Is it worth dying, dying, and dying again for a grand action/adventure of epic proportions? That’s what developer Nigoro set out to found out. A remake of the 2005 cult classic, La-Mulana is everything an oldschool action/adventure title should be down to its very core. It also helps that the music is pretty badass, too.
Available For: PC, WiiWare (reviewed)
Developer(s): GR3 Project, Nigoro
Publisher(s): Asterizm, EnjoyUp Games
Release Date: 2012
Archetype(s): Action, Adventure, Platformer, Puzzle
In 2005, independent developer Takumi Nakamura created the original La-Mulana, a brutal, but incredible oldschool action/adventure that was more or less a love story homage to other oldschool action/adventures, specifically for the MSX. In fact, in the original version, you actually have an MSX, not a laptop, and you can collect several MSX roms to play at a later time.
The original game featured 8-bit graphics, sounds, and soundtrack, all of which were equally incredible. The challenge was very high, however, often to the point of being near unplayable without the help of an FAQ of some sort. In fact, even with the remake, I find myself often scouting a walkthrough when I get utterly stuck (which happens more often that I’d like to admit).
With that said, you might think I favor the original more than the remake. You wouldn’t be far off, but here’s why you’d be wrong. While the original definitely taps into my nostalgic veins and doesn’t let go, I don’t feel like any of the essential core gameplay is lost in the remake and the design is improved ten fold.
For example, in the original you only had one save point and that was back at the village. You had to find the holy grail to allow for warping between locations and corresponding grail points in order to warp back and forth to and from. While the grail stuff still applies, you automatically quick save when you touch one and you can perform a full save at any one of them as you see fit.
Secondly, while the hints in La-Mulana are often obscure and the traps many (this has not changed), Elder Xelpud can e-mail you this time around to provide additional hints about the surrounding area, situation, and so on. It’s not as helpful as you might think, but it does help a bit…at times…sure. It’s mostly for added comedic value, but it can help every so often.
Furthermore, and this is a testament to how great the soundtrack is if nothing else, while the music has been fully updated and orchestrated…I can help but feel it actually sounds BETTER like this. Yes, for once I have to admit that I actually like a remastered soundtrack better than the original version. You wouldn’t hear me spouting this even for Oath in Felghana where I still like to go back and hear the original Ys 3 soundtrack.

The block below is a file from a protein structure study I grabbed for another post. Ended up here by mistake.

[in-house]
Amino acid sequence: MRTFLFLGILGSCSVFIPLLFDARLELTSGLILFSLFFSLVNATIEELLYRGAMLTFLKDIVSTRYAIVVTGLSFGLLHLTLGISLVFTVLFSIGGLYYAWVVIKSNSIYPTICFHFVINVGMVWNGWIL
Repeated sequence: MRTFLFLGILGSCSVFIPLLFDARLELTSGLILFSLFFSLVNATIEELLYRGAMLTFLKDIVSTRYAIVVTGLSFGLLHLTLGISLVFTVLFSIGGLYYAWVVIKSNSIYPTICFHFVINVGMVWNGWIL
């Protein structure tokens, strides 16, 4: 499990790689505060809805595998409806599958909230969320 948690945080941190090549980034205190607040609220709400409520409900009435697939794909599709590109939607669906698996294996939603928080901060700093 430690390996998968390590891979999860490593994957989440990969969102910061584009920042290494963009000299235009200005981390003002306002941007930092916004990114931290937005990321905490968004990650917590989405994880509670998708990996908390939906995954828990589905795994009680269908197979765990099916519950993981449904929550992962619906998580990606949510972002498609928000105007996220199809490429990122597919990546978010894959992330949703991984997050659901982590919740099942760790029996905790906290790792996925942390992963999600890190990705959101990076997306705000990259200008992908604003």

So as far as a game, how is it? Well, if you’ve played any oldschool action/adventures like Goonies 2 or Metroid, you already kind of know what you’re in for. The game is fairly open, but does have a sense of inherent linearity to it. You’re not FORCED to do things in a specific order and are often given just enough rope to hang yourself with.
Obviously it would be BETTER if you did things in a certain order, but you don’t necessarily HAVE to unless it’s just not accessible any other way. For example, maybe you just can’t reach a specific area because you can’t double jump or perhaps you can’t traverse water properly or whatever.
You come across different weapons, sub-weapons, abilities, computer programs, and all kinds of stuff that help you unlock further mysteries of La-Mulana. Now, as far as the difficulty, well…they CLAIM it’s been toned down…and it’s TECHNICALLY easier in some respects…but not really.
Look, here’s what I mean. In the original, there was an experience meter. If you filled it up, not only would you max out your HP, but it would slightly increase. Now you just get the max out and that’s it. But you have the additional saving stuffs, get good items from the get-go, lots of help from a variety of areas, and because the graphics have been improved enemies don’t really blend into the walls or anything.
And yet, there are some areas and even bosses that are slightly easier in the original because they were operating on older, more classic design principles. Since they were all updated in this one, they allow for multiple boss forms, overlays that do more to add to difficulty than take away from it, and so on.
But by no means is this a game you should skip outright because you feel the difficulty would turn you off. This is a fantastic title and easily the best game on WiiWare right now. Actually, I’d argue it’s my favorite Wii game, period. It really is an incredible oldschool romp that cannot be missed and you owe it to yourself to pick it up either for WiiWare or the PC immediately.